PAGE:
I was recently told that the following image was too minimal.
I had mixed feelings. Although the criticism was about just one image, because I work hard to create minimal images I began to question my style. Isolating the simple from the complex is one of the many challenges I am faced with when composing a photograph. I am constantly looking around the frame, wondering what to include and exclude. I want to include enough information to ensure the viewer recognizes the subject and the environment within which it resides, while at the same time exclude those elements that contribute to neither the subject nor its environment. Isolating a subject from a complex scene is a skill that I have already invested a lot of time trying to perfect, and one that I want to keep on developing.
In analyzing my feelings:
- A psychologist would tell me to take criticism as a gift.
- The demons of self doubt could put me in a slump for weeks, or longer.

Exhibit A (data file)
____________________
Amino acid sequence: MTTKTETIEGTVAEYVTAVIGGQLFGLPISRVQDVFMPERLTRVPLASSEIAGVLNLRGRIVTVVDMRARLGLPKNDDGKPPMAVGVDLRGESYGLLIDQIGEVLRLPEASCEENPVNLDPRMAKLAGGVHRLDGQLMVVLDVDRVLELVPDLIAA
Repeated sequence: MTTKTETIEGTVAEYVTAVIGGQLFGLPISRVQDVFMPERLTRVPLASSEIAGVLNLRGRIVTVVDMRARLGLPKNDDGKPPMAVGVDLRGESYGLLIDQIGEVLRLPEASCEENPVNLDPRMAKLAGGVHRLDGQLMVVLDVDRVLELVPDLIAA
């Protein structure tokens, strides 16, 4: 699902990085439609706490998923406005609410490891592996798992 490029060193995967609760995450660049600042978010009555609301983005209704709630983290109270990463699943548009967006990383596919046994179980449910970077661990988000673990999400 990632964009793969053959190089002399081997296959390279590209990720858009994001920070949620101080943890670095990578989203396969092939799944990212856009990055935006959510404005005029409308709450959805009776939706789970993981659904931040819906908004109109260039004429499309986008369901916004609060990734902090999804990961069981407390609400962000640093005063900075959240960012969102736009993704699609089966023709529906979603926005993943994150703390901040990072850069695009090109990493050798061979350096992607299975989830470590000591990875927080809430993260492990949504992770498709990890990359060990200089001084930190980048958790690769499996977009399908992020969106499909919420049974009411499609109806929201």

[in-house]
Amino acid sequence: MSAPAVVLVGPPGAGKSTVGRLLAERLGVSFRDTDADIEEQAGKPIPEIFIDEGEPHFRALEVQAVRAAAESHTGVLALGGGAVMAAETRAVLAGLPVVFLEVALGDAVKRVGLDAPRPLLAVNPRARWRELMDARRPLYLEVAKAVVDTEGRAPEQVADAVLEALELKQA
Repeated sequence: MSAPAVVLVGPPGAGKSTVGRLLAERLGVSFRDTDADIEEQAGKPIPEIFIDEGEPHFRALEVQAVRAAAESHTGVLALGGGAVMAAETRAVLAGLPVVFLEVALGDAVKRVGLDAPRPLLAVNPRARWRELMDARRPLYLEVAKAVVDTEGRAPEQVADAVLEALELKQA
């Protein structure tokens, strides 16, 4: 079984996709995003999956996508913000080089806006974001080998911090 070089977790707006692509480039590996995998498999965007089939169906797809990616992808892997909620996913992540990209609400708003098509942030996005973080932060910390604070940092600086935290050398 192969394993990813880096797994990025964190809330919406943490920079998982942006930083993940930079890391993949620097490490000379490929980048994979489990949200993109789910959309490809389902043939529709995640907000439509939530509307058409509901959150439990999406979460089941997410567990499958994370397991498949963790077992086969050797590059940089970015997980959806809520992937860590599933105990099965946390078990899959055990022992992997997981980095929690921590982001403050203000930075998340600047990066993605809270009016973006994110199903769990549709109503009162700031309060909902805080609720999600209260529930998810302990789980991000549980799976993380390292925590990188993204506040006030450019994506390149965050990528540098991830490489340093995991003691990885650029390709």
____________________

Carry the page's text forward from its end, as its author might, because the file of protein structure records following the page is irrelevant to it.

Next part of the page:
- My life experiences growing up in the north-east of England were telling me to react in some means that would have undoubtedly landed me in trouble with the authorities.
- The scientist and engineer in me was saying that for every action there should be an equal and opposite reaction.
There is truth in all of these individual feelings and therefore since criticism should be considered a catalyst for growth I decided not to respond to self doubt in a negative way but rather consider this as an opportunity to respond in a way that would help me grow as a photographer. In an earlier post I talked about “thinking outside of the box” and how incrementally adapting what you already do well is often the best way to solve problems. Since minimalism is an important part of my work I decided that the best way to solve this particular problem and grow is not to change my style, but rather to celebrate it. I plan to spend some time in the coming weeks going through my images and create small folios of my work in which I have used minimalism to emphasize the subject and help describe what I felt when I took the photographs.